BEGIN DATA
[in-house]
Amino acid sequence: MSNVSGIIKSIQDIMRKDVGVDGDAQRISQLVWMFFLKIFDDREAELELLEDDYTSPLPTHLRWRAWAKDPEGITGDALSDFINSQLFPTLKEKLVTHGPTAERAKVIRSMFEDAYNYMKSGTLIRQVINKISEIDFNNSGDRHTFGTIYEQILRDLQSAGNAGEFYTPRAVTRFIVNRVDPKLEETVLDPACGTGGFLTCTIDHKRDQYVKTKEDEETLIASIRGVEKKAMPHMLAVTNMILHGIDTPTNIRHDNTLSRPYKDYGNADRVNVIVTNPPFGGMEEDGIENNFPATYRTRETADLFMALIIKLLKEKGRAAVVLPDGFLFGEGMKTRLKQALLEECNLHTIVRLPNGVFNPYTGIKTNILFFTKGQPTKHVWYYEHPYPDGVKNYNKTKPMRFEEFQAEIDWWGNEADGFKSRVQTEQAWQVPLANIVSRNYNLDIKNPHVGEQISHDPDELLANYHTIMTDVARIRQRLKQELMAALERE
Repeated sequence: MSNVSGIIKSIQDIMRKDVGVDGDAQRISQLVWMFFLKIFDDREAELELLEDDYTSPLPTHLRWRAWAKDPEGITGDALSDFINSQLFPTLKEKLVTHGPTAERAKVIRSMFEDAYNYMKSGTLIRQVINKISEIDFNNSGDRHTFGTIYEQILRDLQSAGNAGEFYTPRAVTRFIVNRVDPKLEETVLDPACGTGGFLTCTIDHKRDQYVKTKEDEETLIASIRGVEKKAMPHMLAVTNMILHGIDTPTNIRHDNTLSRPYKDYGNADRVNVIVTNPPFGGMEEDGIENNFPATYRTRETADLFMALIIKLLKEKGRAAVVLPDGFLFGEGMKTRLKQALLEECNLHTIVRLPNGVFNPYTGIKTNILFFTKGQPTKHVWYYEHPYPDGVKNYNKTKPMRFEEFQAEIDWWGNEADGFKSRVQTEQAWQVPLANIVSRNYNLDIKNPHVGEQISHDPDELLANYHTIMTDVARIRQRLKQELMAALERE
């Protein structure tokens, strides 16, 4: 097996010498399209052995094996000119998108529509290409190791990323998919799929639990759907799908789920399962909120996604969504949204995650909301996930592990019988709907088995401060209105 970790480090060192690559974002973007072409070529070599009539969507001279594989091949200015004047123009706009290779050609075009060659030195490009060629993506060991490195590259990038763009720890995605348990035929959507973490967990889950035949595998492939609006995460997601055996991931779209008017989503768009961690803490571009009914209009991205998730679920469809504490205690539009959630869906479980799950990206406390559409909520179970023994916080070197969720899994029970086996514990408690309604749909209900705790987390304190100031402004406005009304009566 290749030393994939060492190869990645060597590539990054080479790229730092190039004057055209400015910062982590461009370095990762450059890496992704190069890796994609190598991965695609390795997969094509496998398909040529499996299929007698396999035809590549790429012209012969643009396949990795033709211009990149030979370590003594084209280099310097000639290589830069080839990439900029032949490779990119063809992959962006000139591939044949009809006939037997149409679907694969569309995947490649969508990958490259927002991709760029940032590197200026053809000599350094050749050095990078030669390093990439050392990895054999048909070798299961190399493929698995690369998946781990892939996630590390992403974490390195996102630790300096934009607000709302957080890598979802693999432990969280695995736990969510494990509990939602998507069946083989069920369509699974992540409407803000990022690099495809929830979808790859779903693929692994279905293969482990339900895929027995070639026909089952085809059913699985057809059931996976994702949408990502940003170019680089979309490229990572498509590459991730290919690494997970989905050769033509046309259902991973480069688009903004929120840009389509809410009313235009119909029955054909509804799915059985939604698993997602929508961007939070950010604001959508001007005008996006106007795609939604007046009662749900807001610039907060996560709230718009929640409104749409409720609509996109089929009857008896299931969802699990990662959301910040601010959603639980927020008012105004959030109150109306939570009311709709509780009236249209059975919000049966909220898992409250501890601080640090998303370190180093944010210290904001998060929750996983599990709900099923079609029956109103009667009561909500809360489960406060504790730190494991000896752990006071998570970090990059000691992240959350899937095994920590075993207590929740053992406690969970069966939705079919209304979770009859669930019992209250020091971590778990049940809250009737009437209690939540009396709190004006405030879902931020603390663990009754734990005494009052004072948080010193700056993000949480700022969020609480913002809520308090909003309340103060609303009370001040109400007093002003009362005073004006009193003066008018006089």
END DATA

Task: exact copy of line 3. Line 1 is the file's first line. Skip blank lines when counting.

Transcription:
Repeated sequence: MSNVSGIIKSIQDIMRKDVGVDGDAQRISQLVWMFFLKIFDDREAELELLEDDYTSPLPTHLRWRAWAKDPEGITGDALSDFINSQLFPTLKEKLVTHGPTAERAKVIRSMFEDAYNYMKSGTLIRQVINKISEIDFNNSGDRHTFGTIYEQILRDLQSAGNAGEFYTPRAVTRFIVNRVDPKLEETVLDPACGTGGFLTCTIDHKRDQYVKTKEDEETLIASIRGVEKKAMPHMLAVTNMILHGIDTPTNIRHDNTLSRPYKDYGNADRVNVIVTNPPFGGMEEDGIENNFPATYRTRETADLFMALIIKLLKEKGRAAVVLPDGFLFGEGMKTRLKQALLEECNLHTIVRLPNGVFNPYTGIKTNILFFTKGQPTKHVWYYEHPYPDGVKNYNKTKPMRFEEFQAEIDWWGNEADGFKSRVQTEQAWQVPLANIVSRNYNLDIKNPHVGEQISHDPDELLANYHTIMTDVARIRQRLKQELMAALERE